Forty years ago, when Redbook magazine published Ponsor’s story “The Accident,” earning him $1,500, he decided to pursue writing as a career. He took a year off from law school to do so.

But after failing to have stories published elsewhere, it became clear to him that this wasn’t going to be a workable option. Ponsor said he “slunk” back into law school and continued his legal career, but kept writing on the side when time allowed.

That first story was about a young college student who collides with a frail old woman while running, hurting her badly. The main character is forced to face how we sometimes hurt others through our carelessness and self-involvement, Ponsor said.

Ponsor’s path to publication before “The Hanging Judge” includes two other novels that were finished but never published.

“You never get past the trying stage,” he said. “You just try more intelligently.”

Ponsor said he drew on his own experiences as a judge to create much of the story and atmosphere in the book.

He said he felt he had to simplify certain aspects of trial procedure, and he tried to not get bogged down in too much legal minutiae that could potentially turn off readers.

“This is not intended to be a textbook,” Ponsor said.

In most death penalty cases, Ponsor said, the defendant has the services of at least two attorneys. In the book, the accused, Moon Hudson, only has one. Acknowledging reality would have meant creating another character and could have slowed things down and created confusion, Ponsor said.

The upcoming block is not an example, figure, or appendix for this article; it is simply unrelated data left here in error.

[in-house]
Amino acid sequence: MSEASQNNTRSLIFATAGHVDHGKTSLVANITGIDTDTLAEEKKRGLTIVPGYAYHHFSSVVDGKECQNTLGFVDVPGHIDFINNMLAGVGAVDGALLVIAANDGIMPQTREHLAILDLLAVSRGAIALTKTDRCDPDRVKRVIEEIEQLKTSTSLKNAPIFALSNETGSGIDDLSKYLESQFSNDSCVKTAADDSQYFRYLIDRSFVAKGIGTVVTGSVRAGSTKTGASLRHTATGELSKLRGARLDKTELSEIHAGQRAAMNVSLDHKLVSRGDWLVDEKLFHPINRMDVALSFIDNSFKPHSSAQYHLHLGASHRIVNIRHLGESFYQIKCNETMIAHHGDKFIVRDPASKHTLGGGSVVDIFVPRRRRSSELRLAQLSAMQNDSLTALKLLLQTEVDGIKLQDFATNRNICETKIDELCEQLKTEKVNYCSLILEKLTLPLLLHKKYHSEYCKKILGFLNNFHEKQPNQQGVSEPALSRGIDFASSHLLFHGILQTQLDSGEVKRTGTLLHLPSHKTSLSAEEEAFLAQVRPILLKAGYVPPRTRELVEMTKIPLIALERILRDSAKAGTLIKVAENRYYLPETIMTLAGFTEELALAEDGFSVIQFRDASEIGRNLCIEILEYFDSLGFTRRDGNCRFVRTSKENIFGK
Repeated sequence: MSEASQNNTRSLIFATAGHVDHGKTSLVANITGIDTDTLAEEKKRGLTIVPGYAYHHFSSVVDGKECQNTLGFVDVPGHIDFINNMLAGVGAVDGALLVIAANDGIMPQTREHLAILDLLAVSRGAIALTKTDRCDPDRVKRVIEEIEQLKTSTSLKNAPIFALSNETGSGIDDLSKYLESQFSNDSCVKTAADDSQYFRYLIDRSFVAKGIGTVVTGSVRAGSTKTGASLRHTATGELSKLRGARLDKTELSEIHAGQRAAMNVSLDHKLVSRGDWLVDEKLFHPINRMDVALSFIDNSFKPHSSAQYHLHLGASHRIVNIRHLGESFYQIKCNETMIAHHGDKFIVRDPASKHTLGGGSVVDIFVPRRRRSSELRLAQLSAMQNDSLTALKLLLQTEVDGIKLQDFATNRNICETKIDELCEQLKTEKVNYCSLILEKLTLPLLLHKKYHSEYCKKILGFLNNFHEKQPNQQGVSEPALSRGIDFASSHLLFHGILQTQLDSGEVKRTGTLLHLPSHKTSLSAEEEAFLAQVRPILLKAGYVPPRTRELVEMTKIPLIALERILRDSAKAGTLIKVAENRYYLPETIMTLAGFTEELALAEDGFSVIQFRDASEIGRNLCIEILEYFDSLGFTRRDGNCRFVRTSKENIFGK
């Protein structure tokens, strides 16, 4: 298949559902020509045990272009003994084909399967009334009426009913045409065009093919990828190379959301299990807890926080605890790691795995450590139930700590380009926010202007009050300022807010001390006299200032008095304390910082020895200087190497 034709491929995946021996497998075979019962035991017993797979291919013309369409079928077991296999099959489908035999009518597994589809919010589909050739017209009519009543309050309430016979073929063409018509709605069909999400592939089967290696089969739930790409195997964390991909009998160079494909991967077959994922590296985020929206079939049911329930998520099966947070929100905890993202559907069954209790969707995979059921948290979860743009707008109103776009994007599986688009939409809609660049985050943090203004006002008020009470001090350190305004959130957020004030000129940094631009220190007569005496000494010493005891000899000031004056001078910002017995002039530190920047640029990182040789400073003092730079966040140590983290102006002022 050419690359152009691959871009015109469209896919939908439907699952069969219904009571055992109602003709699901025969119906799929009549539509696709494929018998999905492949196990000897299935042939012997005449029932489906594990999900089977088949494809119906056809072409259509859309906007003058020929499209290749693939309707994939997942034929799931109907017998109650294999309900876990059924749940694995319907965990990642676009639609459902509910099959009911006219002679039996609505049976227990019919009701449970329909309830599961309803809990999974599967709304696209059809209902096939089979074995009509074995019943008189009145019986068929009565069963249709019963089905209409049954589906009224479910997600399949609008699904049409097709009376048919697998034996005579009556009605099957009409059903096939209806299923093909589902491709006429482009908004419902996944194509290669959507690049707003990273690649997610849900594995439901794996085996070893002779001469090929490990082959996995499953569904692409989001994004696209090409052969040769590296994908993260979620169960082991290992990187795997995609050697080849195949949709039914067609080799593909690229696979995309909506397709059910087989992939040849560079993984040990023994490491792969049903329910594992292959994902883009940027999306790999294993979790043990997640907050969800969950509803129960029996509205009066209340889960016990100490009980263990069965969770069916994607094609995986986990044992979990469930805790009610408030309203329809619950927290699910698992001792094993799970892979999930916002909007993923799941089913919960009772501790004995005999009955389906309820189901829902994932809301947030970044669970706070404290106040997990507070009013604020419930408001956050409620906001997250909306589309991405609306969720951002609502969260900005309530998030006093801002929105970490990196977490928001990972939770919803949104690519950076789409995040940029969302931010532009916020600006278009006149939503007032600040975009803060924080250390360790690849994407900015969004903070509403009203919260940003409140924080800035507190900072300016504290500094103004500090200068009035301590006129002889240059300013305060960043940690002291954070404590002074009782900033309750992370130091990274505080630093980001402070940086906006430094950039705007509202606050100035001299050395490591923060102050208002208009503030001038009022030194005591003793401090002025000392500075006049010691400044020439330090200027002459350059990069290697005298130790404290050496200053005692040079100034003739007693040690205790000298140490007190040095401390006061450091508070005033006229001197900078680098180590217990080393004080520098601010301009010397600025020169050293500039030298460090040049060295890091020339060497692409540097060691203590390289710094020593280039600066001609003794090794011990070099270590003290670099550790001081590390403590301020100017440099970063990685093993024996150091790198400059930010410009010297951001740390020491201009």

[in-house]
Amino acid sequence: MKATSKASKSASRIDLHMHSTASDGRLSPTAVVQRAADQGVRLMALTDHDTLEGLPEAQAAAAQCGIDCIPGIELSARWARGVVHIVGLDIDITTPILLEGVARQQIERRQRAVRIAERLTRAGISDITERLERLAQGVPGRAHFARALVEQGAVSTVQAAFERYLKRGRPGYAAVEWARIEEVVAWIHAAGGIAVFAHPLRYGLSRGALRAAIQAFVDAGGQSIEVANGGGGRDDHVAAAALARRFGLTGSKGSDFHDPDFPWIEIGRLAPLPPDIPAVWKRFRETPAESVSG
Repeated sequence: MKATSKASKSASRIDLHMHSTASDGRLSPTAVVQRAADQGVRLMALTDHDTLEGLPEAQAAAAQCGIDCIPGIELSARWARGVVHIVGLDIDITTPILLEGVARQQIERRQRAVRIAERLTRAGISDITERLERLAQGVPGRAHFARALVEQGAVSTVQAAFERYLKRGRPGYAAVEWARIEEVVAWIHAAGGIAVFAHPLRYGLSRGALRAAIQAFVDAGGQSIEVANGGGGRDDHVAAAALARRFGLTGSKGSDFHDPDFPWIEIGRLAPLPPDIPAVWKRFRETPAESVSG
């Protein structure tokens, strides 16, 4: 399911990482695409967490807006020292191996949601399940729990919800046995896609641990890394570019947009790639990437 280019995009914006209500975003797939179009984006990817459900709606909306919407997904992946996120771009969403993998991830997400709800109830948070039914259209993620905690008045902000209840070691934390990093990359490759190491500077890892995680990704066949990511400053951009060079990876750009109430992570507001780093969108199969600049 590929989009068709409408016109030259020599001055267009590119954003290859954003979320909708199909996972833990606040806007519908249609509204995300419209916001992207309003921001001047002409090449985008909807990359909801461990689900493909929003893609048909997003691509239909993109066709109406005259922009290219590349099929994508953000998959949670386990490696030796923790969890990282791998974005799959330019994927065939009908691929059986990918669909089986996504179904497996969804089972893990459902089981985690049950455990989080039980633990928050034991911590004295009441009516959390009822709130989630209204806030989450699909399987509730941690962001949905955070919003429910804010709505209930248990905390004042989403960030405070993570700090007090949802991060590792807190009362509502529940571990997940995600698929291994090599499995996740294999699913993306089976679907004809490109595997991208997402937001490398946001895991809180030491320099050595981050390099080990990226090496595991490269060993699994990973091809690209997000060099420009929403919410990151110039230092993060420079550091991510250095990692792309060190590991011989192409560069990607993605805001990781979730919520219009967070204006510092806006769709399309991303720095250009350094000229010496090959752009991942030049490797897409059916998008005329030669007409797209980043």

Likewise, the timeline in the book is shortened, Ponsor said. Normally, it takes federal death penalty cases about two years to go to trial. Hudson goes before Judge Norcross in a matter of months.

“The book itself simplifies the process,” he said.

Ponsor said he tried to be disciplined over the course of the seven years it took to finish the book, writing at his computer for several hours every Saturday and Sunday morning.

Ponsor was born and raised in Chicago, educated at Harvard, Yale and Oxford and now lives in Amherst with his wife, Nancy Coiner, a teacher.

He relocated to the Valley in the early 1980s after working in Boston for several years at various law firms.

He has three children from a previous marriage, two boys and a girl.

While many writers dislike the actual physical process of writing, Ponsor said he found it enjoyable for the most part.

“Seventy-five percent of the time, it feels good to spend a few hours writing,” he said. “The other 25 percent is a pure slog. You’re back in high school having to do trigonometry homework.”

While the story is fictitious, there are western Massachusetts touchstones scattered throughout. References to local landmarks like the Holyoke Range, Atkins Farms and the Fort restaurant in Springfield help establish the story firmly in the 413 area code. Even the surname of Ponsor’s protagonist, Norcross, is a sly nod to Amherst, where Ponsor used to have a private law practice. Norcross is the maiden name of revered Amherst poet Emily Dickinson's mother.

The book is also dedicated to the memories of Dominic Daley and James Halligan, two men who Ponsor said were “hanged by mistake” in Northampton on June 5, 1806. They were exonerated in 1984.

Once the manuscript was ready to be seen (“There was never a moment when I felt I had ‘finished,’ ” Ponsor said), he gave copies to several colleagues and local authors Tracy Kidder, Joe McGinniss and Jonathan Harr for their opinions and feedback.

“I received a great deal of support and quite an enthusiastic response,” Ponsor said.

The book is available through the Massachusetts Continuing Legal Education website now and will be commercially available later this year, Ponsor said.

Bob Dunn can be reached at bdunn@gazettenet.com.